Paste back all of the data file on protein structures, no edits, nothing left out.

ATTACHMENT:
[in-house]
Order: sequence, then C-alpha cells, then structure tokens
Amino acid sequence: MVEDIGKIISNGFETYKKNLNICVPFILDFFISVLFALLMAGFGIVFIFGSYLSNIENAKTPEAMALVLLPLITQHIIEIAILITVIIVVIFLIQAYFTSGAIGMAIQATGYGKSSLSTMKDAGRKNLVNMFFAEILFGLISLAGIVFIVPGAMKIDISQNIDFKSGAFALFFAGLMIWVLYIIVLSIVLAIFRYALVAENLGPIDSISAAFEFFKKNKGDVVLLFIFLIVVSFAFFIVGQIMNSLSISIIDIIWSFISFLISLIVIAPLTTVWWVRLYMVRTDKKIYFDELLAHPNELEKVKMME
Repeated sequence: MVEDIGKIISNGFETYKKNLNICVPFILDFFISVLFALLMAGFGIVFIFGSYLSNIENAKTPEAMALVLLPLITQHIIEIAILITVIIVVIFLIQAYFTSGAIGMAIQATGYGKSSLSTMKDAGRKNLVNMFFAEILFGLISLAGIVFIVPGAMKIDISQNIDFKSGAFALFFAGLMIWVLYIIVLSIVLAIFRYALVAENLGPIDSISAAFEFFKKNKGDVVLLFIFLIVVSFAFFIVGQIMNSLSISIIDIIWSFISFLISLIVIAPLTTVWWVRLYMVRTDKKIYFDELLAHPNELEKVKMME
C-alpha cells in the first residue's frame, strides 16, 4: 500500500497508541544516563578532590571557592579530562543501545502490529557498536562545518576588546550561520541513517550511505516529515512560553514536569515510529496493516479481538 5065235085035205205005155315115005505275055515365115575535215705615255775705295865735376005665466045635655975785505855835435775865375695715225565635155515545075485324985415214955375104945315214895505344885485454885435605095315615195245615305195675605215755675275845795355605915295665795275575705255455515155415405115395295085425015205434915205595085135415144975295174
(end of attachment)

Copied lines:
[in-house]
Order: sequence, then C-alpha cells, then structure tokens
Amino acid sequence: MVEDIGKIISNGFETYKKNLNICVPFILDFFISVLFALLMAGFGIVFIFGSYLSNIENAKTPEAMALVLLPLITQHIIEIAILITVIIVVIFLIQAYFTSGAIGMAIQATGYGKSSLSTMKDAGRKNLVNMFFAEILFGLISLAGIVFIVPGAMKIDISQNIDFKSGAFALFFAGLMIWVLYIIVLSIVLAIFRYALVAENLGPIDSISAAFEFFKKNKGDVVLLFIFLIVVSFAFFIVGQIMNSLSISIIDIIWSFISFLISLIVIAPLTTVWWVRLYMVRTDKKIYFDELLAHPNELEKVKMME
Repeated sequence: MVEDIGKIISNGFETYKKNLNICVPFILDFFISVLFALLMAGFGIVFIFGSYLSNIENAKTPEAMALVLLPLITQHIIEIAILITVIIVVIFLIQAYFTSGAIGMAIQATGYGKSSLSTMKDAGRKNLVNMFFAEILFGLISLAGIVFIVPGAMKIDISQNIDFKSGAFALFFAGLMIWVLYIIVLSIVLAIFRYALVAENLGPIDSISAAFEFFKKNKGDVVLLFIFLIVVSFAFFIVGQIMNSLSISIIDIIWSFISFLISLIVIAPLTTVWWVRLYMVRTDKKIYFDELLAHPNELEKVKMME
C-alpha cells in the first residue's frame, strides 16, 4: 500500500497508541544516563578532590571557592579530562543501545502490529557498536562545518576588546550561520541513517550511505516529515512560553514536569515510529496493516479481538 5065235085035205205005155315115005505275055515365115575535215705615255775705295865735376005665466045635655975785505855835435775865375695715225565635155515545075485324985415214955375104945315214895505344885485454885435605095315615195245615305195675605215755675275845795355605915295665795275575705255455515155415405115395295085425015205434915205595085135415144975295174